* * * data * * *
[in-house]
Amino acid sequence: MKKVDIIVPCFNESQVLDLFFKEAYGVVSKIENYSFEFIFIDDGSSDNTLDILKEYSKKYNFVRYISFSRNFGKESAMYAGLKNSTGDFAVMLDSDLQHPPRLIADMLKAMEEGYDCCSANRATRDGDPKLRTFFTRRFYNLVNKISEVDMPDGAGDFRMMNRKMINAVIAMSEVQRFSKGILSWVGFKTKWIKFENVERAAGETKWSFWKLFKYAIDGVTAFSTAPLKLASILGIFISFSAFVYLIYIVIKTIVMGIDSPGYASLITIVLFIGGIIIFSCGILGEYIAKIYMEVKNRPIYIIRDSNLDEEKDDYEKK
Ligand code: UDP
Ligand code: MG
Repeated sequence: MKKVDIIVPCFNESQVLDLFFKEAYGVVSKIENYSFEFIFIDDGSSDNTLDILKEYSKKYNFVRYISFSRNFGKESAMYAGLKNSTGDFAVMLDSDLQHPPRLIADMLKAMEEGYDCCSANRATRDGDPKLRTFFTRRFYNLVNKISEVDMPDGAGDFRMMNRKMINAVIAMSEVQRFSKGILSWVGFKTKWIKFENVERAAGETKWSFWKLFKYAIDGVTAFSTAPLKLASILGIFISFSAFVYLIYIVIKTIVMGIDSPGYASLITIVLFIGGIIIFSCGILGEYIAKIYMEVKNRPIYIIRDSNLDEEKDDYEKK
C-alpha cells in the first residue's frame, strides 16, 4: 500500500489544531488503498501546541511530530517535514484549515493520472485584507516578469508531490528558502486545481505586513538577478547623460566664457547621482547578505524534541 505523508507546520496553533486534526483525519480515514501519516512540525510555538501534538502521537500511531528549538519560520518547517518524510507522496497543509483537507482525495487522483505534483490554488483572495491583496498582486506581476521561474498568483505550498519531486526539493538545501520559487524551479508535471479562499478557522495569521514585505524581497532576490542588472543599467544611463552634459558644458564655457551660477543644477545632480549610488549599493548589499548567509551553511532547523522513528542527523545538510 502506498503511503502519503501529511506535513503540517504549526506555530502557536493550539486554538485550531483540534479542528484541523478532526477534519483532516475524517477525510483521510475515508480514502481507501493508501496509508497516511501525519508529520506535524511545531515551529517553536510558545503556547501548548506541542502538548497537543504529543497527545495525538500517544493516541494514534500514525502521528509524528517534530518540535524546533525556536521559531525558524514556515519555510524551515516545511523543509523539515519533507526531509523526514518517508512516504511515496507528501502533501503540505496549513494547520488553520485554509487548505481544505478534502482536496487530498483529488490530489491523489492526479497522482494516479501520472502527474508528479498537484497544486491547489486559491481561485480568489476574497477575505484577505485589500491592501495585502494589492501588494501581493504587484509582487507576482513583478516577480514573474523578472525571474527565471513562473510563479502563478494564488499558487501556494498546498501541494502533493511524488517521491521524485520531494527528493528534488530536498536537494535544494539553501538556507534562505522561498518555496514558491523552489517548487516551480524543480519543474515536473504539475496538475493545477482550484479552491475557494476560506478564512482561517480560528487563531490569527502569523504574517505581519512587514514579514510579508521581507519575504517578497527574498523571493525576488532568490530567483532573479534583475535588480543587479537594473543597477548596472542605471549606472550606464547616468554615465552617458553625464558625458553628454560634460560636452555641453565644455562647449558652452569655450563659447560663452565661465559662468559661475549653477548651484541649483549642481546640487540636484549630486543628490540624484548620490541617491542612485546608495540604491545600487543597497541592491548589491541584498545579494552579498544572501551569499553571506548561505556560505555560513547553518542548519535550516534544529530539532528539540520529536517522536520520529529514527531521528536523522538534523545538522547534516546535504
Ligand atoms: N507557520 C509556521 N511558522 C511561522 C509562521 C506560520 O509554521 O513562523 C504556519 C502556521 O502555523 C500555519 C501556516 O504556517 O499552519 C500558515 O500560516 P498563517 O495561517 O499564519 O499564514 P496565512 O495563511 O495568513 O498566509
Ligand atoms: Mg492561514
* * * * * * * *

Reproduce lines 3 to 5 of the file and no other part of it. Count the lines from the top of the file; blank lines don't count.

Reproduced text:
Ligand code: UDP
Ligand code: MG
Repeated sequence: MKKVDIIVPCFNESQVLDLFFKEAYGVVSKIENYSFEFIFIDDGSSDNTLDILKEYSKKYNFVRYISFSRNFGKESAMYAGLKNSTGDFAVMLDSDLQHPPRLIADMLKAMEEGYDCCSANRATRDGDPKLRTFFTRRFYNLVNKISEVDMPDGAGDFRMMNRKMINAVIAMSEVQRFSKGILSWVGFKTKWIKFENVERAAGETKWSFWKLFKYAIDGVTAFSTAPLKLASILGIFISFSAFVYLIYIVIKTIVMGIDSPGYASLITIVLFIGGIIIFSCGILGEYIAKIYMEVKNRPIYIIRDSNLDEEKDDYEKK